Tragedy in the Mediterranean Sea
In last month’s ‘Message From The Bridge’ I commented on how the impending General Election was helping to give the issue of the UK’s future defence policy and defence spending levels an increased profile. The need to win over undecided voters always creates additional pressure on party leaders and other prominent politicians to “come off the fence” and state their positions clearly on key affairs of state.
And so it was that a political row developed over the root causes of the continuing humanitarian tragedy of migrants dying en route from North Africa across the Mediterranean Sea to the supposed safety of Europe, with Labour’s Ed Milliband seeking to pin the blame on leaders such as David Cameron for failing to properly handle the aftermath of the revolution in Libya which deposed Colonel Gaddafi back in 2011.
The growing scale of the tragedy, as evidenced by hundreds of deaths in mid- April, has placed all European leaders in the spotlight and led to concerted calls for action by the European Union after the shameful scaling back in autumn last year of ‘Operation Mare Nostrum’ – the Italian Government’s attempt to more successfully patrol migrant movements and, where necessary, deploy rescue services in the Mediterranean Sea.
In ‘Message From The Bridge’ in the February 2015 issue of Sea Breezes, we highlighted this awful humanitarian tragedy. Many others in the industry have also been appalled at how the merchant shipping sector, acting to save lives at sea, has at times borne more responsibility for dealing with the tragedy than most of the member states in the European Union.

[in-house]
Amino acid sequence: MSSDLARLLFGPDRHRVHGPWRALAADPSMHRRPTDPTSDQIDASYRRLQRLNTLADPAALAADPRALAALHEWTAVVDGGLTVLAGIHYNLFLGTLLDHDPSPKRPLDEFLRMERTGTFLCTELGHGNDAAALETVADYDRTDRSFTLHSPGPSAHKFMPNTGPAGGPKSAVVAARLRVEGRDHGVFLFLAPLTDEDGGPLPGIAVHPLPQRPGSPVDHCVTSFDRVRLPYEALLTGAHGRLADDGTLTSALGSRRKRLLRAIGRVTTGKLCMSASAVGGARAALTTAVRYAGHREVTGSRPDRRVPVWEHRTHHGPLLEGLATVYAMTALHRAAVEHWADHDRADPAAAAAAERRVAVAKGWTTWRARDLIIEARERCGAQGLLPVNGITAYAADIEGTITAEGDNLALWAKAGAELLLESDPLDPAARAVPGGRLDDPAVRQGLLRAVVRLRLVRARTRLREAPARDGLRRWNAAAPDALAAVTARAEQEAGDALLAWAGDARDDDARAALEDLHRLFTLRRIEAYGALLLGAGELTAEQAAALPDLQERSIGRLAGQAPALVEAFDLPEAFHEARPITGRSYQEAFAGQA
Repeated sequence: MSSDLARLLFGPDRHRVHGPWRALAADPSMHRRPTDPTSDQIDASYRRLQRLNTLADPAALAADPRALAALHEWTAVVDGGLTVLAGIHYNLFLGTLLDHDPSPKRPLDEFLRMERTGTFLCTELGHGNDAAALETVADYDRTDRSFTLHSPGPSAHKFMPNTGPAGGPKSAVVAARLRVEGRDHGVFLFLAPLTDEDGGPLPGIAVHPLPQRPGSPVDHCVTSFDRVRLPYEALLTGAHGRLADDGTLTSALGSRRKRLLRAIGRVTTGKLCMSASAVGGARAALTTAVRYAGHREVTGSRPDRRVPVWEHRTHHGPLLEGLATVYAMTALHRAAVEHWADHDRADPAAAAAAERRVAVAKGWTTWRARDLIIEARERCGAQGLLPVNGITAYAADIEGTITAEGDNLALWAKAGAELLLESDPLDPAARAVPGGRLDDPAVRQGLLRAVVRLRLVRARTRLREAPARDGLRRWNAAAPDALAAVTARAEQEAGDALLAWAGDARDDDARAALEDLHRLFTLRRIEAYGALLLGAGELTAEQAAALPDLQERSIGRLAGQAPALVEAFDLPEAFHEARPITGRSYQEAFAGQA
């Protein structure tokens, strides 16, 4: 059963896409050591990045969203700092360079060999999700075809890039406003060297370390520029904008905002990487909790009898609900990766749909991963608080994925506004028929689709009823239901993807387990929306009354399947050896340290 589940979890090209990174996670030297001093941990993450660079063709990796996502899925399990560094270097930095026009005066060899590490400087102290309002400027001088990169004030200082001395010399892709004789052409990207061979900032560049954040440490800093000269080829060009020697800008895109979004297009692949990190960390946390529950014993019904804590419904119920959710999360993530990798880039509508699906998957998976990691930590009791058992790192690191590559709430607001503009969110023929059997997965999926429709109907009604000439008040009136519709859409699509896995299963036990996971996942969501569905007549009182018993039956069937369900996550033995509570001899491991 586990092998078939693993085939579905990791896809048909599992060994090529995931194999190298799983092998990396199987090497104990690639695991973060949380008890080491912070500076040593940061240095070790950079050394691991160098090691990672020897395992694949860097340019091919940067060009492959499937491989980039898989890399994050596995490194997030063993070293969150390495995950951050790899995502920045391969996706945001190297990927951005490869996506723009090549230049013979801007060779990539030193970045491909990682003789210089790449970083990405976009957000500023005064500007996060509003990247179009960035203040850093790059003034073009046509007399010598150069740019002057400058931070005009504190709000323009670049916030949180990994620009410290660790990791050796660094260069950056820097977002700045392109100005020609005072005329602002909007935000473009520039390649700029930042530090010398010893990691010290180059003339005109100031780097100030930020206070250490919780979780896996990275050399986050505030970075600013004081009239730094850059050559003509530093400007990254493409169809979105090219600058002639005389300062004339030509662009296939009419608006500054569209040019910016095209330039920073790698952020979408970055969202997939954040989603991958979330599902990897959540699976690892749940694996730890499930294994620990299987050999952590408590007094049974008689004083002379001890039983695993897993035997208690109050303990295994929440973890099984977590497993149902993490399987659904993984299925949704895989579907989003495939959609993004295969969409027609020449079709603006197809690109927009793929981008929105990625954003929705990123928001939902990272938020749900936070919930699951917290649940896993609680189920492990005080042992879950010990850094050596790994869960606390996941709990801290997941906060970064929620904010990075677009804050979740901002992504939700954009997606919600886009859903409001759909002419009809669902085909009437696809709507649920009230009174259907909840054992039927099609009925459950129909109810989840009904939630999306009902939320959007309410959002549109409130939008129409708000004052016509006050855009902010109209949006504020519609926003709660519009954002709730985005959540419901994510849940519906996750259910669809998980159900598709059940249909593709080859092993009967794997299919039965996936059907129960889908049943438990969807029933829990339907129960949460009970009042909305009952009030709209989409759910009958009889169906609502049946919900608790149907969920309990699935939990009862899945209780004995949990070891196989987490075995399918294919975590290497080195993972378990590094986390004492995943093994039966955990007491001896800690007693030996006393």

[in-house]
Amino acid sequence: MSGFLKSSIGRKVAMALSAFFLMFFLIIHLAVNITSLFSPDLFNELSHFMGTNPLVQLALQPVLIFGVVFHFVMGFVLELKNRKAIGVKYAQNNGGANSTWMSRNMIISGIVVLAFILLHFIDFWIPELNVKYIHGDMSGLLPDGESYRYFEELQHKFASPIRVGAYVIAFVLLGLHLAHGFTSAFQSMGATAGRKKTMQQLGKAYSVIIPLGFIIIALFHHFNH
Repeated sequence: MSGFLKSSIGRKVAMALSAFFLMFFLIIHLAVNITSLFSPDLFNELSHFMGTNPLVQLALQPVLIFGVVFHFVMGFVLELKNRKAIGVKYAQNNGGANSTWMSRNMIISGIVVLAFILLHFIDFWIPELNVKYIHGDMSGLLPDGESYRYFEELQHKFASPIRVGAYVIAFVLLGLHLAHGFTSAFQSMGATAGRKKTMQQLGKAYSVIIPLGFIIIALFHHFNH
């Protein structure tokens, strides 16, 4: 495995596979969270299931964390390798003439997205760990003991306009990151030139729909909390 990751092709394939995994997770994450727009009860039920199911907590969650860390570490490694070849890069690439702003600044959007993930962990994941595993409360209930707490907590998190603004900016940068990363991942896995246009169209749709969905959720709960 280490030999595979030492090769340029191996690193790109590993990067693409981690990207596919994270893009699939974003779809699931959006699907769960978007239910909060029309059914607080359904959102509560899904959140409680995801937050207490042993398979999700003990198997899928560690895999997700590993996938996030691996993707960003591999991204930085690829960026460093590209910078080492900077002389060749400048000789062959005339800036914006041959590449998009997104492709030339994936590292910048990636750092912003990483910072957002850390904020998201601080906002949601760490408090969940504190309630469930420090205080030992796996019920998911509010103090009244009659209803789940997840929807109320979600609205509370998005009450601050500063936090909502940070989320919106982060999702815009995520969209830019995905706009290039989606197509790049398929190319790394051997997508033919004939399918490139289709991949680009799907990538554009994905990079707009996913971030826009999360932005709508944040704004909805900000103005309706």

Hopefully this might change following agreement by EU member states in late April to strengthen the EU’s efforts. This agreement included a more collegiate approach to dealing with the ongoing challenge of migrants seeking to enter Europe, where previously Mediterranean states such as Italy, Greece and Malta have largely been left to ‘get on with it’, despite the obvious stress that the economies and social fabric of those countries have been under in recent times.
Whether or not consensus can be achieved in how best to handle the crisis, it is at least reassuring that the scale of the challenge is being taken seriously and that European leaders are being asked to ‘step up to the mark’ instead of being allowed simply to forget or at best ignore the ongoing tragedy taking place daily in the Mediterranean Sea.HAMISH ROSS, EDITOR